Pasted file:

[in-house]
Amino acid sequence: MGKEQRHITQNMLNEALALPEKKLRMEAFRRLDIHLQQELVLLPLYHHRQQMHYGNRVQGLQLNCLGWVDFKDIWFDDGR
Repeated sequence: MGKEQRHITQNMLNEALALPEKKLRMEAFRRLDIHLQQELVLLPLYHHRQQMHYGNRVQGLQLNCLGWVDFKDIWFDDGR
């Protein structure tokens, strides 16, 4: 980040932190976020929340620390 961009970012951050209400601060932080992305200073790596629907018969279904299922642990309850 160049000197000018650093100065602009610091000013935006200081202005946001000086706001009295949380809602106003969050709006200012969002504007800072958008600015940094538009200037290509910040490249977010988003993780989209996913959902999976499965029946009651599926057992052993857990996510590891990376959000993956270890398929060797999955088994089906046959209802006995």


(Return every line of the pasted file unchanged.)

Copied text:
[in-house]
Amino acid sequence: MGKEQRHITQNMLNEALALPEKKLRMEAFRRLDIHLQQELVLLPLYHHRQQMHYGNRVQGLQLNCLGWVDFKDIWFDDGR
Repeated sequence: MGKEQRHITQNMLNEALALPEKKLRMEAFRRLDIHLQQELVLLPLYHHRQQMHYGNRVQGLQLNCLGWVDFKDIWFDDGR
């Protein structure tokens, strides 16, 4: 980040932190976020929340620390 961009970012951050209400601060932080992305200073790596629907018969279904299922642990309850 160049000197000018650093100065602009610091000013935006200081202005946001000086706001009295949380809602106003969050709006200012969002504007800072958008600015940094538009200037290509910040490249977010988003993780989209996913959902999976499965029946009651599926057992052993857990996510590891990376959000993956270890398929060797999955088994089906046959209802006995």